This girl totally astounded me when I watched Don’t Be Afraid of the Dark. This is one of the best child performances I’ve ever seen, and also one of the most difficult. Madison has the almost impossible task of making us care about a moody little brat, and in the opening scenes I feared the worst. A movie set completely around an unlikeable child. But it doesn’t take long for her to win you over. Madison carries the film on her shoulders and had me 100% rooting for her as she does battle with a bunch of nasty little creatures. The poor girl has to spend two thirds of the film crying, screaming or generally terrified, and that she accomplishes this by also making us care about her character is a brilliant effort and elevates the entire film. A fantastic effort, so well done Bailee.
Let’s start with the anti-comedy quadrella of Bad Teacher, Hall Pass, The Change-Up and Bridesmaids, which proved once and for all that women aren’t funny. This especially goes for women taking a shit, be it on a toilet, in a sink, on the street or anywhere in general. Gross-out, bad taste comedy is deader than the Farrelly Brothers career.
Now let’s take an adventure through two teen-centric action turds. Abduction, was a film that wasted Sigourney Weaver, Maria Bello, Jason Isaacs, Michael Nyqvist, Dermot Mulroney and Alfred Molina and instead centred around a talentless sack of crap best known for standing in the rain with his shirt off. I Am Number Four, directed by that purveyor of dogshit DJ Caruso, was a film that failed to further spread the epidemic known commonly as Olyphantitis and instead focused on a talentless English sack of crap who has been quickly and thankfully relegated to the dungheap of Hollywood bad guy roles (if his role in ‘In Time’ is anything to be judged by and let’s all pray it is).
And there was Drive, the most overrated film of the year, and the cinematic equivalent of wearing sunglasses in a nightclub.
Along with these cinematic abortions, lest we forget that there were the usual bid-budget shitfests like Pirates of the Caribbean: On Stranger Tides, Transformers: Dark of the Moon and X-Men: First Class, awful horrors and thrillers like Dream House, and Insidious, and the abysmal action movies Ironclad and Unknown. And Burke and Hare, whatever the hell that was.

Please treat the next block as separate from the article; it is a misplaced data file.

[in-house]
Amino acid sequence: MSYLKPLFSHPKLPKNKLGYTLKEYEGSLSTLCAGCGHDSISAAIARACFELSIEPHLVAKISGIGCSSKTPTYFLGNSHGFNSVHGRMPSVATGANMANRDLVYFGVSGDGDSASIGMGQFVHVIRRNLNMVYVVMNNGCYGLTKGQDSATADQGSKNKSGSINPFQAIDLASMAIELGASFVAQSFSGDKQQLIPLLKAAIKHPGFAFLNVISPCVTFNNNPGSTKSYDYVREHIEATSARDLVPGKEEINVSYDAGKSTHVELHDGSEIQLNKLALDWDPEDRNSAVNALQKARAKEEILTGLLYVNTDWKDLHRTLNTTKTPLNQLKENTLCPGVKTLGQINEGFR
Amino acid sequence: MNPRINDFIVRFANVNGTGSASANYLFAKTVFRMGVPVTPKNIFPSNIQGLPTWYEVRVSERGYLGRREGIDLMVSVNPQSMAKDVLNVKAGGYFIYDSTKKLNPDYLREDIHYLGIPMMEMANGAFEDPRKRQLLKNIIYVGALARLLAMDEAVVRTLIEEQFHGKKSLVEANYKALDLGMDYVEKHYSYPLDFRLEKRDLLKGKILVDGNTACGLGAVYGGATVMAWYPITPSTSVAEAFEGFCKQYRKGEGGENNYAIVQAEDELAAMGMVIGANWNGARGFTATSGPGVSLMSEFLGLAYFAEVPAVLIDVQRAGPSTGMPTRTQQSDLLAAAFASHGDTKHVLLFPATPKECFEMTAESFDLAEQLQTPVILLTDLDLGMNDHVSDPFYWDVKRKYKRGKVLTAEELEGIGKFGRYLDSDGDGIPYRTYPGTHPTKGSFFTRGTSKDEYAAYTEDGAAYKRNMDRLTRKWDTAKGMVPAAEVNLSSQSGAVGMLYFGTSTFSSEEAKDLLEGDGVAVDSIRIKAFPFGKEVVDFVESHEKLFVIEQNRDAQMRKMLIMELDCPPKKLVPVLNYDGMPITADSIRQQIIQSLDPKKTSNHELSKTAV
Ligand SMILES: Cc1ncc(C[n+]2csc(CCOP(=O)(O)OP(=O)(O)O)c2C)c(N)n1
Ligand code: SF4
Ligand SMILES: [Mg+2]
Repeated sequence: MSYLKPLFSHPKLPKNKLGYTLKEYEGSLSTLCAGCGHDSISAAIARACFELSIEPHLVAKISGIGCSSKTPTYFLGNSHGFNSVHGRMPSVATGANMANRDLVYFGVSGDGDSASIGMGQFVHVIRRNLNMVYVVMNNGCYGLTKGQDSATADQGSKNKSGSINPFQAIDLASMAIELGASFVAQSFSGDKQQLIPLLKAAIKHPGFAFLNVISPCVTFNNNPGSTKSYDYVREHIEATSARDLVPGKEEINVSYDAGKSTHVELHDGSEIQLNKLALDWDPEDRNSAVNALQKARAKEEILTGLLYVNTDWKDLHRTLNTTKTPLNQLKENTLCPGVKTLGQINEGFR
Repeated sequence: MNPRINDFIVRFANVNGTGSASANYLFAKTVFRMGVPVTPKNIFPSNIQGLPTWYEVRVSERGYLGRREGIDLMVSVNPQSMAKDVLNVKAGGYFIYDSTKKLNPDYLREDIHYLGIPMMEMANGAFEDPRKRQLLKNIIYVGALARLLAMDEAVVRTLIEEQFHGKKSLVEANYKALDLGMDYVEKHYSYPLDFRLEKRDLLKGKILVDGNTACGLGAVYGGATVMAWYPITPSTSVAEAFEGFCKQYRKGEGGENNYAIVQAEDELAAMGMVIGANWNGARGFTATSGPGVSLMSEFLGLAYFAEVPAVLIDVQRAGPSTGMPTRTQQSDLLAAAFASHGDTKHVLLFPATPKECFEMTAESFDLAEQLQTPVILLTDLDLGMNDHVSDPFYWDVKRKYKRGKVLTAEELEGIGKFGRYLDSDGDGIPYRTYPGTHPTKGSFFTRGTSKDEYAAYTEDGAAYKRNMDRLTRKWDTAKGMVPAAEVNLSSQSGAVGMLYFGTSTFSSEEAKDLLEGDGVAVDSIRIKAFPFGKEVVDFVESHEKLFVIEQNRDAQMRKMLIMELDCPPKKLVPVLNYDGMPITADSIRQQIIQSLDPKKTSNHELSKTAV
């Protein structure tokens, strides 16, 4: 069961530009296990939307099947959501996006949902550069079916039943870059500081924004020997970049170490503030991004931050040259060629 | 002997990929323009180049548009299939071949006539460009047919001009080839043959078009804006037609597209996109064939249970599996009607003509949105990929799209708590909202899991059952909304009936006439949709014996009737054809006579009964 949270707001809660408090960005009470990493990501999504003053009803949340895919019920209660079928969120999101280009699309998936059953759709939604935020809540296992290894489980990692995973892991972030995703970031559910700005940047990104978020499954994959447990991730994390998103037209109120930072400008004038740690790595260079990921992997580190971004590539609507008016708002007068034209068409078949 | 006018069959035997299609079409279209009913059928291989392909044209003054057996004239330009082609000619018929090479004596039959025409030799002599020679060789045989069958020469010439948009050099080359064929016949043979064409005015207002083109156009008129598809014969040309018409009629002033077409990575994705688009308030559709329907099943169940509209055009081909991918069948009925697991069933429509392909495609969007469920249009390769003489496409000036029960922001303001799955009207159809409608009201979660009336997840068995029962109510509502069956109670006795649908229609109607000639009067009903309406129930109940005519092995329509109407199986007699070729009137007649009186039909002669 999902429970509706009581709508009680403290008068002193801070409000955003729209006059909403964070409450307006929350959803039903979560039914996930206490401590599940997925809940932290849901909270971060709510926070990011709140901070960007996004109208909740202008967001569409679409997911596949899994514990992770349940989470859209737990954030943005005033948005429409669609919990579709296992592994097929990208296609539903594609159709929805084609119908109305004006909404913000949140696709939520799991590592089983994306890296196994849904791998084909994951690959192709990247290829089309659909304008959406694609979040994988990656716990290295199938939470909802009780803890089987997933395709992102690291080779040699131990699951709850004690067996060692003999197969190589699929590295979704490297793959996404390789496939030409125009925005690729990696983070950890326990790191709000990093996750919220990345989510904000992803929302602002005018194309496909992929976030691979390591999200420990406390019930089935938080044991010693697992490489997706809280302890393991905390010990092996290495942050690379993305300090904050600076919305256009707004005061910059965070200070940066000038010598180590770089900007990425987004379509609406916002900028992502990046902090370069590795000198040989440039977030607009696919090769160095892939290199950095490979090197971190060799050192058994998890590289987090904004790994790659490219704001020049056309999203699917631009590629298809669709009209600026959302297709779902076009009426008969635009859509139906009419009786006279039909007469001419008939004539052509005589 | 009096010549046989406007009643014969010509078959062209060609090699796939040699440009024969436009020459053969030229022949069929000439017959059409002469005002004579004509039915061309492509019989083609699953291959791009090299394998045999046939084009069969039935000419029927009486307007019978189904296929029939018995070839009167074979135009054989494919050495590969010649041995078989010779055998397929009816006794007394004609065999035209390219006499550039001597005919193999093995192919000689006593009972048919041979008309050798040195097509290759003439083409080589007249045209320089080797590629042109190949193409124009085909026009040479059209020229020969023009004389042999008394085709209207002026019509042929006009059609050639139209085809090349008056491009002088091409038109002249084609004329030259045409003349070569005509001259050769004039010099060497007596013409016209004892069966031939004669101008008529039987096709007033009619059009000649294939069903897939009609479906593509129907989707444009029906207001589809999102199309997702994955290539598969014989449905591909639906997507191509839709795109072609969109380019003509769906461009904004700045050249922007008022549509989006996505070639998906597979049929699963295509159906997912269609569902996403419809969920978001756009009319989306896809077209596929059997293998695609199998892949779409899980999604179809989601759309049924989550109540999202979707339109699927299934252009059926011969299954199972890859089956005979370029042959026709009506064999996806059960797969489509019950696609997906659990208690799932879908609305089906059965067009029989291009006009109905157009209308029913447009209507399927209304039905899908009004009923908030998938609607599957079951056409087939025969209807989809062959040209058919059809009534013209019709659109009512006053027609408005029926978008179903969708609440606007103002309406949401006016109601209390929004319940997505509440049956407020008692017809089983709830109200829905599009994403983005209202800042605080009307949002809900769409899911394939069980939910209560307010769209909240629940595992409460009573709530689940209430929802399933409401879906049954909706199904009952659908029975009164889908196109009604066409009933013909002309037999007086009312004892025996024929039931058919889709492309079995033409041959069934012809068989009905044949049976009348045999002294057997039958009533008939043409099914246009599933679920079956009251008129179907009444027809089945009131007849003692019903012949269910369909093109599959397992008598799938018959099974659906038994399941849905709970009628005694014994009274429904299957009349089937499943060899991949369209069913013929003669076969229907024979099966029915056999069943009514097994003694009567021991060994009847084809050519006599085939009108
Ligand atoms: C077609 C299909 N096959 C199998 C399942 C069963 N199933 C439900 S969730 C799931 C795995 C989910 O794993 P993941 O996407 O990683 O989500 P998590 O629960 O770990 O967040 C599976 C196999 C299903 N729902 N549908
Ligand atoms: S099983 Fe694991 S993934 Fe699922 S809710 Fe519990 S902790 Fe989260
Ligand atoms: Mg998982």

And of course there was Sucker Punch, which was directed by that purveyor of slow-motion dogshit Zack Snyder, and managed to turn a film about hot strippers and samurai into a film I stopped watching 20 minutes in. I heard there were GIANT ROBOTS in it, but I wasn’t wasting another 100 minutes of my life subjecting myself to fugly visuals and musical montages in the hope of seeing one.
But enough of all that. Here’s my…
Ten Favourite Films of 2011!
The success of Joe Wright’s ‘Hanna’, starring Saorsie Ronan, Eric Bana and Cate Blanchett, is, for me, pure film magic. It’s the way all the elements combine to make something more than the sum of their parts. Don’t get me wrong, there’s quality all round here, but apart from the score by Basement Jaxx, nothing stood out as amazing. But take one part good performances (particularly Ronan), a dash of energetic direction, a portion of solid writing, and pour in a jug of brilliant score and what you’ve got is a deliciously entertaining action film that’s a cut above the usual Hollywood fare.
This is a film that you really should know very little about prior to seeing. So I’ll just say… actually I decided to delete that brief description because the less you know the better. Featuring a brilliant performance from Michael Shannon and great support from Jessica Chastain, this disturbing, captivating film is written and directed by Jeff Nichols who handles the ambiguity of the story with superb control. This is a film I’ll come back to in the near future to see if there’s things I missed first time around.
It’s funny how such an astonishingly boring spectator sport like Baseball can so often result in very entertaining movies. Major League is my favourite sports movie. So I had some hope for Moneyball, which I was very pleased to discover not only met my expectations but exceeded them. Featuring a stand out performance from Jonah Hill, a good performance from Brad Pitt and a hilariously douchey cameo from Spike Jonze, the acting in this film is top notch across the board. The other accomplishment of Bennett Millers film is the superb way it handles the dull subject of statistical analysis and portraying to the audience in straightforward terms the importance of this element of the story.
I’m not the biggest fan of horror. I think it’s because the majority of horror films don’t actually try to scare you. Most are made from off the shelf elements. A random selection of people, usually teenagers. A secluded location. An omnipotent murderer. Watching people die in various grotesque ways just to see how they die doesn’t really do it for me. The few horror films that work for me are the one’s that place characters we like and place them in predicaments of hopelessness. I’m thinking about a movie like ‘The Descent’, where we get to know the characters and then watch with mounting dread as they get themselves into a situation where they have no control. The original ‘Nightmare of Elm Street’ is another that works for me, because a murderer haunting your dreams is inescapable. We all have to sleep. 2011 is a rare year as I saw two horror films that were very, very effective, and they couldn’t be more different.